You might feel irritated, snappy, and foggy-headed. But is this a mood or sleep deprivation? You might be in a bad mood because you’re sleep-deprived, but it’s a good idea to call out why. If you rest for a while and feel better, was that a mood?

Researchers found that subjects limited to only 4.5 hours of sleep a night for one week reported feeling more stressed, angry, sad, and mentally exhausted. When the subjects resumed normal sleep, they reported a dramatic improvement in mood.

If you continue to feel irritated and angry, this can affect your sleep. Stress also affects sleep by making the body aroused, awake, and alert, so you’ll either find it difficult to get to sleep or wake up during the night, worsening the problem.

Everyone knows what it’s like to feel anxious.

That’s because when you feel anxious, the feeling is all-encompassing. It takes over your mind and body. All you can think about is whatever you feel anxious about. Then, your body responds with physical symptoms, you feel anxious about the symptoms you’re experiencing, and the dance continues.

It can look as if there are different types of anxiety. There is social anxiety, health anxiety, relationship anxiety, work anxiety and money anxiety, amongst many others.

Or are there?

You see, all anxiety, regardless of the issue, is made of the same thing: it’s all made of thought. And this means that all anxiety is the same.

If you feel anxious, you must be thinking about whatever appears to be the issue — a struggling relationship or what might be wrong with your health—and then you feel the type of thoughts you’re having.

You can’t ‘have’ anxiety. You might think that you’re an anxious person, but anxiety doesn’t tell you anything about who you are or your life; it only tells you about your state of mind at the moment. You can’t be anxious without having anxious thoughts. You can feel it but can’t catch it, and the feeling can only last as long as the thought.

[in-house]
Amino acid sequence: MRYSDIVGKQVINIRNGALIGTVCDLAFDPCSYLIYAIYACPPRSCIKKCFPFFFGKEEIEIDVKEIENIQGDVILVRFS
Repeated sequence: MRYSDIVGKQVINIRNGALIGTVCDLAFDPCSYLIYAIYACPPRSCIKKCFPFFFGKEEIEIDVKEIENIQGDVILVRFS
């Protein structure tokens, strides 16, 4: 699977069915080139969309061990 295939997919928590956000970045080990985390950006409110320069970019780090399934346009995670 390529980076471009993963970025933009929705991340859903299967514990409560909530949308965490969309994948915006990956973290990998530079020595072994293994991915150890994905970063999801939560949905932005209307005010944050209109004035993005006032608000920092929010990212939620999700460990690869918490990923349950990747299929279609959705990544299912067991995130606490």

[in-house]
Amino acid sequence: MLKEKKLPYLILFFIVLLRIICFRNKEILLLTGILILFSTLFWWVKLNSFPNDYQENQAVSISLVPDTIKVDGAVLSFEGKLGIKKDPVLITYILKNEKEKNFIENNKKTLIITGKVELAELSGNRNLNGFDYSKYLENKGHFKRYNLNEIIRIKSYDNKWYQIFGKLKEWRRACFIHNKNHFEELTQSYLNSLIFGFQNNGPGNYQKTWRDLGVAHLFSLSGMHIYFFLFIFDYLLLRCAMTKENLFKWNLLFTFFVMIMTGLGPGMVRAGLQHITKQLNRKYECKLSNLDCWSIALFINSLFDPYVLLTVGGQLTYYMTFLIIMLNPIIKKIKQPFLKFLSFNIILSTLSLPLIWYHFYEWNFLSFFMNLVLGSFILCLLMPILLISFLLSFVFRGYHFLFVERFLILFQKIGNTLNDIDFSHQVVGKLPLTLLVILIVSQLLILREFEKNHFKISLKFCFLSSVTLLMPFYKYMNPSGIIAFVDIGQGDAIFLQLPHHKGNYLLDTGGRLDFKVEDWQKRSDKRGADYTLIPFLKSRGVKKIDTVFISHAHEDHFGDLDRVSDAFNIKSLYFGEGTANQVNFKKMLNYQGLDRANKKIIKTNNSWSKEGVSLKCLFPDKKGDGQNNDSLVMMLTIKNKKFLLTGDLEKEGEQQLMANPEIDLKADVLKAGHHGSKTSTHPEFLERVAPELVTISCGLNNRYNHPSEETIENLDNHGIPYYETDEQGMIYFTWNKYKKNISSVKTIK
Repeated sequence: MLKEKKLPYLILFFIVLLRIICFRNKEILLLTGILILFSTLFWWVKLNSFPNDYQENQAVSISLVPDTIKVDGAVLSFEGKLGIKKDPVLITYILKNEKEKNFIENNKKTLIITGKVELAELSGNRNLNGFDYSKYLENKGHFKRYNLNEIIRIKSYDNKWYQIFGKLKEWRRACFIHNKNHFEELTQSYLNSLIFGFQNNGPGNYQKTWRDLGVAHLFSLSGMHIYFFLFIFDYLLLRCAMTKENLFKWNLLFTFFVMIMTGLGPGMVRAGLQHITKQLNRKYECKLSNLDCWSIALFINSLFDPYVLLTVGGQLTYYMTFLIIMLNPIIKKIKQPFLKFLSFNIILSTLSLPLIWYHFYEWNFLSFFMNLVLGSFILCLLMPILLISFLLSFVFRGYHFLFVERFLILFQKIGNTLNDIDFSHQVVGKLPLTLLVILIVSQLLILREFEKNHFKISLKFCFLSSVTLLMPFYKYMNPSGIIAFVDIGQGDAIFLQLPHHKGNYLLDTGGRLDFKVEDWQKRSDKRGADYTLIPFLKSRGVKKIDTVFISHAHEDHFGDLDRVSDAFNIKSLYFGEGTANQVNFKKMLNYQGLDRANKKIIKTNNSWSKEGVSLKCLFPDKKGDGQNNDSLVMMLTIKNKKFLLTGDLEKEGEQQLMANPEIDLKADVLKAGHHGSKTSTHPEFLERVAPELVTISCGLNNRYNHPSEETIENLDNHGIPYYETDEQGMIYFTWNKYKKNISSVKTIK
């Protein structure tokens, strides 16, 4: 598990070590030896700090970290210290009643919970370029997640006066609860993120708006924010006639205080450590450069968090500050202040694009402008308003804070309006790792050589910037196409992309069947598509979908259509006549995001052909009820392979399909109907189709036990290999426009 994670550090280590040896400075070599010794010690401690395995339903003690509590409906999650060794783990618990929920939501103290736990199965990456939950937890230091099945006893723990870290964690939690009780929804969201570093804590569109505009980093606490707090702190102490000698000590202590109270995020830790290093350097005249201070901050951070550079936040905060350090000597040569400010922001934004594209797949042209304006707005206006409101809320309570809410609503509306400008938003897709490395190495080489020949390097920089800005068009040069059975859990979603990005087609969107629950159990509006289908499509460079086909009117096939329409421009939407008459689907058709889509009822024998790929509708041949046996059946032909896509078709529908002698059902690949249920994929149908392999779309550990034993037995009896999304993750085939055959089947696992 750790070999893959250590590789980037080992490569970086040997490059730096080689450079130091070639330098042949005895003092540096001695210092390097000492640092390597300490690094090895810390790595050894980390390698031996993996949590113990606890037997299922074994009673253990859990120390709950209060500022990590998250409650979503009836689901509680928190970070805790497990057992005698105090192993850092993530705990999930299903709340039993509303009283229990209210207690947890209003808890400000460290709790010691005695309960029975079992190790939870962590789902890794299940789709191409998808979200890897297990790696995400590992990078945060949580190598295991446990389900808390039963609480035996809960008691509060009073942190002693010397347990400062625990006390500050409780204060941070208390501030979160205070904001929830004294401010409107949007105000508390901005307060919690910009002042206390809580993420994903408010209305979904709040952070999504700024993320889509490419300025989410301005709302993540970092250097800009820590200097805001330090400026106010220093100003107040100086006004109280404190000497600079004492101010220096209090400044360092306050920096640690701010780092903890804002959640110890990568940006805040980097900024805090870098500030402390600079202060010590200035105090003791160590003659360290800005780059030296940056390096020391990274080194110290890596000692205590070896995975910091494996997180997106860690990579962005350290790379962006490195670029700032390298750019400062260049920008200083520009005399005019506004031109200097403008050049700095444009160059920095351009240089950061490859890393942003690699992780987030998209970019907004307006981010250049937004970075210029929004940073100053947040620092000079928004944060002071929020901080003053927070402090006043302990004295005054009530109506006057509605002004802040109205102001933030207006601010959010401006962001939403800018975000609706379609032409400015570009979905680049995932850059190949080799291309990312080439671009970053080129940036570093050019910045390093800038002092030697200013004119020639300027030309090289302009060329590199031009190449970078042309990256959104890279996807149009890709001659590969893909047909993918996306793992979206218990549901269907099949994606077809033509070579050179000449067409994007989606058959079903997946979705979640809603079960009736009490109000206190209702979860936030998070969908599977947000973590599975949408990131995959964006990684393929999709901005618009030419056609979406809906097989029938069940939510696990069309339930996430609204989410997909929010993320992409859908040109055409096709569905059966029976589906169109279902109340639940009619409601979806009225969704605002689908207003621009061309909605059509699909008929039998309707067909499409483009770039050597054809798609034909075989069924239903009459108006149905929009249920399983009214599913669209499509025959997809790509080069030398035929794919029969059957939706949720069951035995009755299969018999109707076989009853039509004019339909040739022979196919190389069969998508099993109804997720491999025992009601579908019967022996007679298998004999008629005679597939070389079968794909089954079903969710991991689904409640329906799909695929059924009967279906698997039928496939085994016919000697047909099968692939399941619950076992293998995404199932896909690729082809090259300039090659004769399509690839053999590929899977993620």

Change the thought and feel your anxious mood disappear like money in your pocket.

Circadian rhythms
Human biological clocks are set in 24-hour cycles, which are known as a circadian rhythm or biorhythm. These rhythms are designed around sleep and wake, and if you mess with them, your mood suffers.

Your mood suffers because you’re less alert and feel upset with yourself, your memory suffers, and you start to worry about your mental acuity; your immune system is compromised, and you’re more likely to pick up bugs.

It’s easy to override your circadian rhythms with artificial light and screens. You might think you’ll watch a few funny videos on your phone before going to sleep to improve your mood without realising it will ultimately do the opposite.

High Moods and Low Moods

This graph is a typical day. You go up, and you go down.

hand drawn graph

Amazing artwork by the author

Look at young children for an example of how everyone does this. Children don’t make it mean anything when they’re in a dip. They don’t beat themselves up because they’re not feeling great; they don’t wonder why they’re down there, and they don’t worry about how long they might stay there.

And the same when they’re high. They run around playing, shouting and having the time of their life. They don’t ask themselves how long this feeling will last.

The way to transfer this skill to adulthood is to stop making moods matter.

Final Thoughts
You don’t need a mood ring to tell you how you feel.

You know how you’re feeling. And when you’re in the feeling, remember you experience your mood, whether that’s a high or a low mood, via thought?

Don’t think about the mood or try to do anything to get out of the mood. Curiously, I’ve never known anyone to try to get out of a happy mood, but people try all sorts of things: sex, drugs, alcohol, or whatever floats their boat to get out of a bad mood.

Isn’t it great that moods don’t matter?

“The trick is to be grateful when your mood is high and graceful when it is low.”
Richard Carson